--- In dhammastudygroup@y..., "robertkirkpatrick.rm"
Hi Robert & fellow DSG'ers,
Enjoyed reading most of the points in your post, but wanted to raise
this anapanasati (mindfulness of breathing) issue again, since it's
come up again...
> What seems to be the most common object peolple choose these
> days is anapanasati, the most difficult of all objects,
> according to the texts.
As I think I mentioned before, I have been unable to find support
for this opinion anyplace in the Suttas. I suspect this conclusion
was reached by interpreting this portion of Buddhagosa's
"Although any meditation subject, no matter what, is successful only
in one who is mindful and fully aware, yet any other meditation
subect other than [anapanasati] gets more evident as he goes on
giving it his attention. But this mindfulness of breathing is
difficult, difficut to develop, a field in which only the minds of
Buddhas, Paccekabuddhas, and Buddhas' sons are at home. It is no
trivial matter, nor can it be cultivated by trivial people. In
proportion as continued attention is given to it, it becomes more
peaceful and more subtle. So strong mindfulness and understanding
are necessary here."
One important question: how do you interpret "Buddhas' sons"? That
could be interpretreted as anyone who's gone for refuge at all! Once
one has gone for refuge to the Buddha, the Dhamma, the Sangha, then
in my book, at least, that qualifies one as a "Buddha's son or
To add one comment here: I have found /no/ basis in the Suttas for
the opinion the anapanasati is /too hard/, and I would be happy if
someone, someplace, could find me a reference to the Sutta Pitaka
that states this "too hard" notion directly, or even by implication.
Anapanasati, for many, is no more difficult a meditation subject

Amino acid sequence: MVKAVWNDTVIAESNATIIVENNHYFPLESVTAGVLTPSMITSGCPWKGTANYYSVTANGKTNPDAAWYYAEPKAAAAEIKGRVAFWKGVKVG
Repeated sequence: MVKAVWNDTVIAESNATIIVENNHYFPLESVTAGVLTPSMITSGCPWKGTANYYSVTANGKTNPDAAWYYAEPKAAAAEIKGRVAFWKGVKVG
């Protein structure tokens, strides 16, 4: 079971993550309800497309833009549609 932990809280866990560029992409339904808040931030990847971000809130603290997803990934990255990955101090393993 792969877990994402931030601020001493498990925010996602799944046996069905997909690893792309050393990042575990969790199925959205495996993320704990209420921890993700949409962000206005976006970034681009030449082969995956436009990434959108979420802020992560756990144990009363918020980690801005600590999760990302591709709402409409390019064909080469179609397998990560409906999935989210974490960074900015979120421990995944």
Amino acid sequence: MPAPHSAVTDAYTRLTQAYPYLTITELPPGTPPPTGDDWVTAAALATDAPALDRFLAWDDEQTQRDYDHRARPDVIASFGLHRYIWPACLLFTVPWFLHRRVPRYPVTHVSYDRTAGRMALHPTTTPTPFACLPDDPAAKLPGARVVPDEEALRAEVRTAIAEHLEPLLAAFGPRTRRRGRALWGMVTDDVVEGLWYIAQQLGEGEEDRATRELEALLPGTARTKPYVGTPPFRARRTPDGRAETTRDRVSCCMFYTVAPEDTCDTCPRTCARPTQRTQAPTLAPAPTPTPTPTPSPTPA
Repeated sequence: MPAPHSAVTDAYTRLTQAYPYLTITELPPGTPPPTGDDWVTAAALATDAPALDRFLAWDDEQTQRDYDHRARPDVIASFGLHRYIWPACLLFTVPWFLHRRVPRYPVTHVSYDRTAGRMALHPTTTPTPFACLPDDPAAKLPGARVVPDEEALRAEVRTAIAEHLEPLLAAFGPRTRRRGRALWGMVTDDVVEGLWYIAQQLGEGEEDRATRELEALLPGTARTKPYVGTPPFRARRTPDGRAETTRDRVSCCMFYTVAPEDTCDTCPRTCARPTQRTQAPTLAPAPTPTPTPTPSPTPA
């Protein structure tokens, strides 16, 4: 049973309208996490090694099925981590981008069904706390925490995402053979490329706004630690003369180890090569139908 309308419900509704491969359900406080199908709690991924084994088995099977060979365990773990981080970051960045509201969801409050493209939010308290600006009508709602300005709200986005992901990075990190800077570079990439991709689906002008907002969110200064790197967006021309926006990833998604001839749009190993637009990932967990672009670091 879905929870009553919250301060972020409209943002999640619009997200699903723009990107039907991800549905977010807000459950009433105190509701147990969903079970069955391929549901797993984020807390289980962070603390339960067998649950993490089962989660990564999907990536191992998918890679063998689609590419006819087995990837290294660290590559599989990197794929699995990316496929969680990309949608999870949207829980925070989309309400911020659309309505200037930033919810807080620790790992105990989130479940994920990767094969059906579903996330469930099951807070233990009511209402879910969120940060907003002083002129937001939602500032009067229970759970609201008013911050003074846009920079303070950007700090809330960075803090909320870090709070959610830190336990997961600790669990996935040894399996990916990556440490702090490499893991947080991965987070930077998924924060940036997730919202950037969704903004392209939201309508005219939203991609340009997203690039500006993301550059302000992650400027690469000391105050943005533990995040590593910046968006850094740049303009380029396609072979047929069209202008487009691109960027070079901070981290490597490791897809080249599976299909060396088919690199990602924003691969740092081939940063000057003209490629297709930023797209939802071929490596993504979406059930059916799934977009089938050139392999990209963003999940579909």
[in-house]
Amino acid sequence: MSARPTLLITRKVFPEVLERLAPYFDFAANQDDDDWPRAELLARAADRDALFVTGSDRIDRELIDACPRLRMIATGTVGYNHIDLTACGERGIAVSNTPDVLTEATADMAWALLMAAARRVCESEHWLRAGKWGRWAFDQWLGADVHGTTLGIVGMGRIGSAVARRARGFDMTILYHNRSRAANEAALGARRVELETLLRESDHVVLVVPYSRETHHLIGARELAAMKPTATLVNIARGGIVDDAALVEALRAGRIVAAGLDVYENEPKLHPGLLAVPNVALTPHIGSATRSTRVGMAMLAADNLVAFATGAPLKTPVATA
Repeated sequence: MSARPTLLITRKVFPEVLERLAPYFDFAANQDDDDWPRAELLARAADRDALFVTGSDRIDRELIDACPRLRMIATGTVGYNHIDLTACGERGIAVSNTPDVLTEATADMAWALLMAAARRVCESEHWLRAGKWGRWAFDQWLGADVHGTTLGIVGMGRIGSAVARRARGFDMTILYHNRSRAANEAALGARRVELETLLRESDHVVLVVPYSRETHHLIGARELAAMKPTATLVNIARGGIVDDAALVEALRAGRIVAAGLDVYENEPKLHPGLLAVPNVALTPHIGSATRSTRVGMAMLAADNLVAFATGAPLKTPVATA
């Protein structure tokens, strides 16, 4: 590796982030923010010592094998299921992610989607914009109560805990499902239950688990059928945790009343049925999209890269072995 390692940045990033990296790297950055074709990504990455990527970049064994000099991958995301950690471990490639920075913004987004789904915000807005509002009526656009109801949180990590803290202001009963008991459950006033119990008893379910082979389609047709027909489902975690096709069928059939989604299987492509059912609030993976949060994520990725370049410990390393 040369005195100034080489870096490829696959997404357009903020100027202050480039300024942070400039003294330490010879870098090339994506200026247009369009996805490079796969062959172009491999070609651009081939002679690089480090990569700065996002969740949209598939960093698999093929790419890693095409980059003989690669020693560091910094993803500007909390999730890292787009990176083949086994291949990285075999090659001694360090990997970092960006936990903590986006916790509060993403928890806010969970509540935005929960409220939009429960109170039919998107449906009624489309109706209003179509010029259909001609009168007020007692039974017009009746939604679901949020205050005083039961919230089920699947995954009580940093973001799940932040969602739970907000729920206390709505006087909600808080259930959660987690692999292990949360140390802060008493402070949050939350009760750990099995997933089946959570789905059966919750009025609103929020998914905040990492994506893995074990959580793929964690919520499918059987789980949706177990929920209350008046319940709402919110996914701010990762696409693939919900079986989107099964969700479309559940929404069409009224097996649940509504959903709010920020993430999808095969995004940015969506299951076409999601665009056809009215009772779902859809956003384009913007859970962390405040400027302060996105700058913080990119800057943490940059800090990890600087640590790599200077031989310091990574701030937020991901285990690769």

than any other, and the benefits are manifold, as it leads not only
to pacifying the hindrances, but also opens the door to the
absorption of the jhanas (i.e. Right Concentration).
Anapanasati was praised very highly (moreso than anyo other single
form of meditation in my readings) by the Buddha, and the idea
it's "too difficult" flies in the face of countless experienced
meditators as well as what the Buddha taught in the Suttas.
Anapanasati is taught as the primary vehicle for establishing both
samatha and the absorption of the jhanas in the Tibetan tradition,
for example, as it is in the orthodox Theravada tradition. It is
notably the accorded the status of being the /first/ training
exercise in the Maha-Satipatthana Sutta as well as the abridged
Satipatthana Sutta, as a means for developing mindfulness and clear
comprehension, leading to the establishment of Right Concentration
as well as Right Mindfulness.
For those who prefer the Visuddhimagga to the Buddha's teachings
in the Suttas, it may be helpful to consider Anapanasati in light of
the descriptions of its various features (Vis. VIII.145) as
a whole, before making discouraging remarks about the development of
mindfulness of breathing. Therein are detailed all the benefits of
anapanasati, and they are numerous.
For those who prefer the Buddha's instruction in the Suttas (in the
case, the Anapanasati Sutta):
"Monks, I am content with this practice. I am content at heart with
this practice. So arouse even more intense persistence for the
attaining of the as-yet-unattained, the reaching of the as-yet-
unreached, the realization of the as-yet-unrealized.
"Mindfulness of in-&-out breathing, when developed & pursued, is of
great fruit, of great benefit. Mindfulness of in-&-out breathing,
when developed & pursued, brings the four frames of reference to